Yet all this work was almost completely derailed by Wesley’s illness and death. “It’s okay to have a thought of what you want it to be, but documentaries have a way of going their own way,” Bagley said. “When Wesley passed away, it was really hard. We couldn’t even look at any of the video for a long time afterwards. We had no objectivity, because we were so close to Wesley at that point. We got some perspective on it; it took us quite a while, and that’s why it’s been so long. It took years and years. It got to the point where it was so personal for us that to try to consider it some product and shoot it out the door just didn’t feel right. We wanted to go around and interview people. We were trying to do it justice with the resources we had. But eventually you just have to get it out and let people have a chance to see it. There were some moments in there that I felt like I was hording by not having it out for people to see. There may be a day when more of the unedited footage might end up getting released, but that’s probably years off.”
Shively explained the financial reasons behind the film’s delay. “We wanted Wesley to be a part of the whole process, and [then] he was gone and we had lost a friend. It was kind of a big thing to deal with and then to think about what we were going to do. We had a responsibility to put this film out there, [but] another aspect of it was that we had no outside funding. It was [done] on our own time when we could afford to do stuff. We got a little money when we started editing, but it takes a long time when you have to work full-time jobs. We also didn’t want to rush it; we wanted to be really careful about how we were putting the film together.”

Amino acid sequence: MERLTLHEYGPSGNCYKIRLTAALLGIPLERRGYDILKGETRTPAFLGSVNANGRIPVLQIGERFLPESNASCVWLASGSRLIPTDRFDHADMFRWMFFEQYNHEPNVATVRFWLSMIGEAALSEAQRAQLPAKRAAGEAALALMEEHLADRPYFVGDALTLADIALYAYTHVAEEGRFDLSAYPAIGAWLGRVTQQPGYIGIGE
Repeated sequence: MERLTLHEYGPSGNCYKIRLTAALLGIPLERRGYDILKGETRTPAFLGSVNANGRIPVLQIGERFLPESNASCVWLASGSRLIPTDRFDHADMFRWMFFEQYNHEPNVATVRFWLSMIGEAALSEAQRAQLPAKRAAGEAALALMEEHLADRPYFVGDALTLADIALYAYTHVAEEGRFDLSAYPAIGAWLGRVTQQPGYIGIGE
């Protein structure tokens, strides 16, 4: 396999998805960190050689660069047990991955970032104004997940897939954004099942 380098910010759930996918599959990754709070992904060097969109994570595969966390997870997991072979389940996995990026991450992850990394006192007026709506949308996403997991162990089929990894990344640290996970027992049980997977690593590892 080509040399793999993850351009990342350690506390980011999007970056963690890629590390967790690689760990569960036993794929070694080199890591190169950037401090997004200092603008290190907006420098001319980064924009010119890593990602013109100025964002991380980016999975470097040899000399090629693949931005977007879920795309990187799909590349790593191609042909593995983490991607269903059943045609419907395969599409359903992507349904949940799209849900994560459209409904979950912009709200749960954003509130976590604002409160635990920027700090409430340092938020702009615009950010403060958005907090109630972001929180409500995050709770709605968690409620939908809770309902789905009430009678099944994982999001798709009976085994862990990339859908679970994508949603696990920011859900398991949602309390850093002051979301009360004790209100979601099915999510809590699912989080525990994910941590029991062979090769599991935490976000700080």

The second act of the film’s production began at Wesley’s funeral. It was here where Bagley and Shively met many of Wesley’s friends and family and encouraged them to share their memories of him. Among the crowd of close friends, art patrons, and cohorts in music, one group of interviewees comes to dominate the narrative of Joy Rides in explaining how Wesley became the man he was – his family.